At Work

Two Biblical Truths for Fighting Off Complacency

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Some days are just gray. We find ourselves doing tasks that, compared to our ideal job or our perception of others’ jobs, are simply mundane.

On days like this, projects come together more slowly, papers take longer to write, and meetings last for an eternity. It is difficult to remember why we set out to complete these things. Motivation is elusive.

Elise Daniel quoted this bit of wisdom from Oswald Chambers’ My Utmost for His Highest in a previous post about changing the world:

Many of us are no good for the everyday world when we are not on the mountaintop. Yet we must bring our everyday life up to the standard revealed to us on the mountaintop when we were there. […] We must learn to live in the ordinary “gray” day according to what we saw on the mountain.

If we choose to cultivate faithfulness in the small tasks, these slower days need not be so gray. Here are a couple things to keep in mind when staving off complacency.

All work God calls us to is valuable. In an opportunity society, we need mechanics and hairdressers as well as CEOs and physicists. As each of us specialize in the work we do best, we improve not only ourselves but those purchasing and benefiting from our creations. As Christians, true flourishing comes with an outward focus. As we encourage others to improve in their work and demonstrate excellence in our own, we will experience greater flourishing. If we are focused inward, we will miss the opportunities in front of us, the chances to learn from others, the chances to innovate.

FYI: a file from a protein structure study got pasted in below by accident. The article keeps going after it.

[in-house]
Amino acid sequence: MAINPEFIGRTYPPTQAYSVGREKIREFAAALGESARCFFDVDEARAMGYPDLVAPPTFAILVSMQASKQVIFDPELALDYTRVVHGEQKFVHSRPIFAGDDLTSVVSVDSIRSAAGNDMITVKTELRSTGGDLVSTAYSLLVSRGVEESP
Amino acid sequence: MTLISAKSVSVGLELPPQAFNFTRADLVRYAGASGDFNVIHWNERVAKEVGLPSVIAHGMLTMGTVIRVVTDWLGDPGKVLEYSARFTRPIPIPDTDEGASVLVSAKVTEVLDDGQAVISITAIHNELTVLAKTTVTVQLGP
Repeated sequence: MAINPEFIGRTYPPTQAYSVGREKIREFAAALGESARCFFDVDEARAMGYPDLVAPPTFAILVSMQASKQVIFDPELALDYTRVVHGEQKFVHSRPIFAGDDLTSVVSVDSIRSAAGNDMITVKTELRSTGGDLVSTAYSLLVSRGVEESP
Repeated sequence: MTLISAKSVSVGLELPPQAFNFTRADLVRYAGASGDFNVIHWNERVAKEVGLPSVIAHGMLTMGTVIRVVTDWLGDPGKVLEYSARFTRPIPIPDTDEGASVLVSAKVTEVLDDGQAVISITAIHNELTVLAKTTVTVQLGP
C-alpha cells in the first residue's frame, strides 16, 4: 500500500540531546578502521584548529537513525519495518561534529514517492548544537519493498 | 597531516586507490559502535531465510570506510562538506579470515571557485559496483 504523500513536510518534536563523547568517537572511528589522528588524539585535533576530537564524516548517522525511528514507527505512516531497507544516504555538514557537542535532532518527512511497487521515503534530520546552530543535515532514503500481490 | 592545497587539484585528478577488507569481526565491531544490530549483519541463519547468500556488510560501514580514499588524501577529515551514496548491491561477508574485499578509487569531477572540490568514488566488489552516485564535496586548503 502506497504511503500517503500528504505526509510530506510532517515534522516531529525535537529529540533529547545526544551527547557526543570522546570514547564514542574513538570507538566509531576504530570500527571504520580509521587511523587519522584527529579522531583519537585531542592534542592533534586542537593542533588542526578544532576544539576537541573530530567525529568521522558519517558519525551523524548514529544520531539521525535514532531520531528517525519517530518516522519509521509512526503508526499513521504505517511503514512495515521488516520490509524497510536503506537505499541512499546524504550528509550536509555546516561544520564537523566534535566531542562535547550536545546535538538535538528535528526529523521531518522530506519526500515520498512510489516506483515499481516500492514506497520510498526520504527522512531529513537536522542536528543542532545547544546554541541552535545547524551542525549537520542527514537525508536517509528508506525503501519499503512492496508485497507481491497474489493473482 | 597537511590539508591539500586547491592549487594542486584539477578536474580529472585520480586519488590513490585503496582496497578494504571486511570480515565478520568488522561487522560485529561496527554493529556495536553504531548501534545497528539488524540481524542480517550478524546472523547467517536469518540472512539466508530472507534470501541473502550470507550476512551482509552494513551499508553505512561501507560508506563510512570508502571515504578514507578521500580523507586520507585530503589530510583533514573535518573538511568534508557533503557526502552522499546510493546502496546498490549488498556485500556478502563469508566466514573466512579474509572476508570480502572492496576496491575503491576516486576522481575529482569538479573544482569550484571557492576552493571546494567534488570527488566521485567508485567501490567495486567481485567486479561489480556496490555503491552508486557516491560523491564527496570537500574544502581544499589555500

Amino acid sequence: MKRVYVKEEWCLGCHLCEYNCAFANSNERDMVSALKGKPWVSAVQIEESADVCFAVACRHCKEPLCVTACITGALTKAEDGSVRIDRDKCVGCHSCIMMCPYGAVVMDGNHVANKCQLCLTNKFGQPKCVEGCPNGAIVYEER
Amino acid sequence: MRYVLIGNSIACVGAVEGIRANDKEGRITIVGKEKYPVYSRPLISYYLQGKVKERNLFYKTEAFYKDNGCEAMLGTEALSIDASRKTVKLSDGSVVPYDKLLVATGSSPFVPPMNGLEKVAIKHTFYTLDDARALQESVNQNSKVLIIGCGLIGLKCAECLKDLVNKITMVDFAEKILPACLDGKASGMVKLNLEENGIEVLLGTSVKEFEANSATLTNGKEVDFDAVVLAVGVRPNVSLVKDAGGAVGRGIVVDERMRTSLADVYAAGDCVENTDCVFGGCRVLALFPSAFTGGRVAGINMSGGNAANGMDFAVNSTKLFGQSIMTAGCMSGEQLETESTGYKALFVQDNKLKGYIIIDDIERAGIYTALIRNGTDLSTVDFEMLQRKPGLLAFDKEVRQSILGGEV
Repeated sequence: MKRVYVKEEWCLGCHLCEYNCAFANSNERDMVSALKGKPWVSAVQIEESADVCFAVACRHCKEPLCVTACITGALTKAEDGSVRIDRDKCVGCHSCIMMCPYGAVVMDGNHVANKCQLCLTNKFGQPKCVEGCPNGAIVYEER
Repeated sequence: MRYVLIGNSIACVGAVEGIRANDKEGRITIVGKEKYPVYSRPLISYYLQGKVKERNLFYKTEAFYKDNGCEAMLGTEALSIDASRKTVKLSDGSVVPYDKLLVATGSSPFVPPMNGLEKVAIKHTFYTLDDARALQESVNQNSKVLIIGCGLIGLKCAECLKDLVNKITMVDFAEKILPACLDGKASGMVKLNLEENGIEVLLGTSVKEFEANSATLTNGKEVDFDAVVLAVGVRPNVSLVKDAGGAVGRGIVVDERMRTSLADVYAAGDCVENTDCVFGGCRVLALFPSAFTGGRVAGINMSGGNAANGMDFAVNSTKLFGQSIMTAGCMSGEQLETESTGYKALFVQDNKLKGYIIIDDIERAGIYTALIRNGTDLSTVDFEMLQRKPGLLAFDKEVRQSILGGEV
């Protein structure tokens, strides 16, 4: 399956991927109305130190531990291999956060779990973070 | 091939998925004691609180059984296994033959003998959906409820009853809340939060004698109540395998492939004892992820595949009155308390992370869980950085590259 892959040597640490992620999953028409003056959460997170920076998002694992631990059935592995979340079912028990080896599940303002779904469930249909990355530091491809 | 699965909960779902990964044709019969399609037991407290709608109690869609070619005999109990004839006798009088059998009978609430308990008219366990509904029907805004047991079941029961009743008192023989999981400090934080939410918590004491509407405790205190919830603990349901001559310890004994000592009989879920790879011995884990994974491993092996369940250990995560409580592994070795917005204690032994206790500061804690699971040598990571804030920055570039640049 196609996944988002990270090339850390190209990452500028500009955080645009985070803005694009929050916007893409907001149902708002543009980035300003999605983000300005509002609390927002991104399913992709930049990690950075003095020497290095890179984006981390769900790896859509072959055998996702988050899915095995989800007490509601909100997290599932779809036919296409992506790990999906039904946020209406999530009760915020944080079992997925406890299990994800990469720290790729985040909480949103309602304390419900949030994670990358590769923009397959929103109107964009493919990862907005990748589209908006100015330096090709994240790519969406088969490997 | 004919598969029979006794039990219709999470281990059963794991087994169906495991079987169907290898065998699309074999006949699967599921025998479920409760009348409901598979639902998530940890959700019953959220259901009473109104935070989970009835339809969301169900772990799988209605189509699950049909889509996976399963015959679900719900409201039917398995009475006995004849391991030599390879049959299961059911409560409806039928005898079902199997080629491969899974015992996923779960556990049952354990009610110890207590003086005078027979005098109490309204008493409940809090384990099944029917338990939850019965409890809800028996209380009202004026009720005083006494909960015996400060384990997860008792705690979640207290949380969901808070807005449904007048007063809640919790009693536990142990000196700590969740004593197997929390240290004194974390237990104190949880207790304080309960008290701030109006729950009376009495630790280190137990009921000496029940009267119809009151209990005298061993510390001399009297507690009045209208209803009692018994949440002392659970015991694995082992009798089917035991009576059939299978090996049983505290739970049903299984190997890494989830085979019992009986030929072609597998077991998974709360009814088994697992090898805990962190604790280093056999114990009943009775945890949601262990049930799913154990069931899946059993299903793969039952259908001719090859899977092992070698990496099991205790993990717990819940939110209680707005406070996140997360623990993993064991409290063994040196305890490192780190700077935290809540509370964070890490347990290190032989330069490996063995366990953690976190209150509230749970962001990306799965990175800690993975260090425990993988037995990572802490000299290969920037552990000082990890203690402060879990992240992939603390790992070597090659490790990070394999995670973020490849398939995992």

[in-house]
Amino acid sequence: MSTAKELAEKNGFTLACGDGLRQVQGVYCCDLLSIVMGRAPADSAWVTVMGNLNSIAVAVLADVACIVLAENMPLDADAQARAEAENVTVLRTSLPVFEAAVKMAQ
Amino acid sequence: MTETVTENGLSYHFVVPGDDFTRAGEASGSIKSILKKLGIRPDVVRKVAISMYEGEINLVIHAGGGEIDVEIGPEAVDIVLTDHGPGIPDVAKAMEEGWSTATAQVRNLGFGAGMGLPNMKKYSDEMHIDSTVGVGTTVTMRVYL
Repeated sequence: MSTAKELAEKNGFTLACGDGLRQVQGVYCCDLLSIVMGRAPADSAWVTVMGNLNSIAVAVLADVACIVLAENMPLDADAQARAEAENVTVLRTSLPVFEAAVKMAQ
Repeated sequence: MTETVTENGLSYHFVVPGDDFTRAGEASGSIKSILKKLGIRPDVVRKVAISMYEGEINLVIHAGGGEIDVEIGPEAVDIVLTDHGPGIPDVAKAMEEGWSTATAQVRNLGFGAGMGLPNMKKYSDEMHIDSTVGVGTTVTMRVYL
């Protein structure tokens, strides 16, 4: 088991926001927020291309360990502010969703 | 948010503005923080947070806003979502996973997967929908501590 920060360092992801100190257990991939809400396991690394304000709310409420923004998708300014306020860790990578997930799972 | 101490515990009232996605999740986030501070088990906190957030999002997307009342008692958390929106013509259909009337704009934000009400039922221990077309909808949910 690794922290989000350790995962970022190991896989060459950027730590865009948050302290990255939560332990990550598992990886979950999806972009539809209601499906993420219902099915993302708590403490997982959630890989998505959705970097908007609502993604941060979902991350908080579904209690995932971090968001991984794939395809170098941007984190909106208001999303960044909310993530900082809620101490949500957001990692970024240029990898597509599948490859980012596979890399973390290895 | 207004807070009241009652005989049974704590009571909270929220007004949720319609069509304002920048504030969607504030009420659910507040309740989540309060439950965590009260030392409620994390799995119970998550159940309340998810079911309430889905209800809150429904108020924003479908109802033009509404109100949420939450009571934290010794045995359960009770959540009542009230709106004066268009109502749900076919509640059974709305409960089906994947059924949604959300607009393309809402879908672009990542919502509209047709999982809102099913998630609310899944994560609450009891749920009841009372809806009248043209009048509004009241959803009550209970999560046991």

All work reflects God’s glory. We go about our work because we are designed to create in the image of the One who created us. As Abraham Kuyper puts it in Wisdom and Wonder:

The motive of art comes to us not from what exists, but from the notion that there is something higher, something nobler, something richer, and that which exists corresponds only partially to all of this.

As we wrestle with the ideas and challenges presented to us in the midst of our work, we began to identify their passions and talents. We begin to come into their own through this process.

We should look around us and try to identify opportunities to use our gifts and talents, no matter how mundane those opportunities seem on the surface. We cannot wait for the “right” day to begin. We cannot put off God’s call to embrace the opportunities he has placed before us today. Join me in honoring our calling by embracing the extraordinary and the mundane in each day.

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  • Greg Larson

    Dr. Bradley, This is a great reminder. I can get so wrapped up in the day-to-day, mundane minutia that I forget I have a higher calling. Thank you for sharing your thoughts.

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